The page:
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I have no immediate plans to return to electoral politics (full disclosure: Cambridge City Council, 1990; North Belfast, 1996). However, I deal on a daily basis with people who are personally very much involved with elections, and occasionally they even ask my advice, so it was useful to return to basics with this handbook - not so much 101 different ways to win, as 101 steps that must be taken by a decently run election campaign, skewed very much to a particular part of the British environment (no massive campaign spending as in the USA, no compulsory voting as there is here; I also miss anything substantial on engaging with minority communities).

But a lot of it is of universal value, not just for election campaigns but for any public policy campaign, and I think the division into five main themes is sound: 1) getting a good message; 2) building a good team; 3) managing resources (money, time, and especially voter data); 4) communicating (leaflets, media, internet); 5) leadership. Some of the points transfer well beyond public affairs to any position of responsibility.

I think what struck me most was the early emphasis on message development. Back when I was a political neophyte in the early 1990s, this wasn't something we were told to worry about very much - the emphasis was on the mechanics of communicating with voters and hoping to get votes as the person best at doing that, and developing a local message beyond fixing the pot-holes looked a wee bit dodgy. But when I got involved with international democracy development in the mid-1990s, it became clear to me just how important message development is. This was (and is) a serious lacuna for all Northern Irish political parties: most of them are unable to give an elevator pitch statement as to why anyone should vote for them (see one recent example).

I commended this book to some Northern Irish activists the other day, and I commend it also not just to people who are themselves campaigning or thinking of campaigning, but anyone who is interested in how politics actually works in real life, as opposed to in the newspapers.


( 4 comments — Leave a comment )
Jan. 14th, 2015 09:16 am (UTC)
Northern Irish parties don't see the need for a message as long as people can decide who to vote for by answering two simple questions - do you identify yourself as Catholic, Protestant, or neither? A little or a lot?
Jan. 14th, 2015 11:19 am (UTC)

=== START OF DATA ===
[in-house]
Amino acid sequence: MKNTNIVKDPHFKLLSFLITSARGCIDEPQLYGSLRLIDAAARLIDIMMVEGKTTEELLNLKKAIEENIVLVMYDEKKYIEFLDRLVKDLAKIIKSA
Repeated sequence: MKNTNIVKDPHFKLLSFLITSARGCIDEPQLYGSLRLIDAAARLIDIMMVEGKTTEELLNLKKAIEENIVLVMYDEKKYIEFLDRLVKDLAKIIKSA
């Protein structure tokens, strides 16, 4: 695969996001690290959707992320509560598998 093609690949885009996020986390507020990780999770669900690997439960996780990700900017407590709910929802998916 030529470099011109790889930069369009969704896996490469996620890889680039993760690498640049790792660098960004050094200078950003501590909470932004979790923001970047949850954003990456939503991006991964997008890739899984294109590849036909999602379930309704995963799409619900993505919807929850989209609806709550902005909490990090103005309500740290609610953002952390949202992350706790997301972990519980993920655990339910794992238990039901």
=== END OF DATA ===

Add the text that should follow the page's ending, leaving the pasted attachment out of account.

I don't think that is quite right. It's a bit odd to use the word "can" as you do - are you suggesting that things would be better if the voters were denied these options?

And in any case, even within those constraints, developing a coherent message is actually very helpful. Looking at the UUP, for instance, they have failed to communicate whether they want to outflank the DUP in the centre or on the harder edge, and as a result remain in the electoral doldrums. In my post I link to a classic example of poor communication from the SDLP. The more dominant parties do have clearer messages, and are surely benefiting as a result.
Jan. 14th, 2015 04:16 pm (UTC)
I was being a little facetious :)

But the problem for the SDLP seems to be that their identity was "the reasonable nationalists". And their message for a long time boiled down to "are you Catholic/nationalist, but disapprove of the IRA? Then vote for us!". And since most people did vote on the basis of being Catholic/nationalist or Protestant/unionist, with economic and other social questions being far behind*, that was all they really needed to say. Do they have a coherent identity beyond that, to serve as the basis of a message?

* you'd know this better than me, of course, so maybe there were lots of people who identified as Protestant/unionists voting for the SDLP because of their tax policies, or C/n voting for the DUP because of their position on contraception?
Mark Pack
Jan. 14th, 2015 09:10 pm (UTC)
Thanks for the kind comments.

Your experience about messaging mirrors mine - the Lib Dems used to talk about it very little compared to tactical logistics. The balance is better now though I think still a little lopsided much of the time.
( 4 comments — Leave a comment )

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